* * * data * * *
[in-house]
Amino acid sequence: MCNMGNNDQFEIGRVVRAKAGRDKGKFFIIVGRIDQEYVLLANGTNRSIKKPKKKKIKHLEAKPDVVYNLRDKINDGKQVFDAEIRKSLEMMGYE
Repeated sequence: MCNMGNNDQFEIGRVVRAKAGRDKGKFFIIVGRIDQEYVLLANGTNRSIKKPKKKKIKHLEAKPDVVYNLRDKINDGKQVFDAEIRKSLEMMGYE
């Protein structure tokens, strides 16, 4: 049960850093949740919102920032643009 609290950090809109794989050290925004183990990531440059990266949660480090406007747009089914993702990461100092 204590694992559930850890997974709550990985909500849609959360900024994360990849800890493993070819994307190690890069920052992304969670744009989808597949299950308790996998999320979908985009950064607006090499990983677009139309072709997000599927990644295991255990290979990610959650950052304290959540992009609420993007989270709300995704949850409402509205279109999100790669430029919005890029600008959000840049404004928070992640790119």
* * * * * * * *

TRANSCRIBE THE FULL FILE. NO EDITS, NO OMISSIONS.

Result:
[in-house]
Amino acid sequence: MCNMGNNDQFEIGRVVRAKAGRDKGKFFIIVGRIDQEYVLLANGTNRSIKKPKKKKIKHLEAKPDVVYNLRDKINDGKQVFDAEIRKSLEMMGYE
Repeated sequence: MCNMGNNDQFEIGRVVRAKAGRDKGKFFIIVGRIDQEYVLLANGTNRSIKKPKKKKIKHLEAKPDVVYNLRDKINDGKQVFDAEIRKSLEMMGYE
């Protein structure tokens, strides 16, 4: 049960850093949740919102920032643009 609290950090809109794989050290925004183990990531440059990266949660480090406007747009089914993702990461100092 204590694992559930850890997974709550990985909500849609959360900024994360990849800890493993070819994307190690890069920052992304969670744009989808597949299950308790996998999320979908985009950064607006090499990983677009139309072709997000599927990644295991255990290979990610959650950052304290959540992009609420993007989270709300995704949850409402509205279109999100790669430029919005890029600008959000840049404004928070992640790119």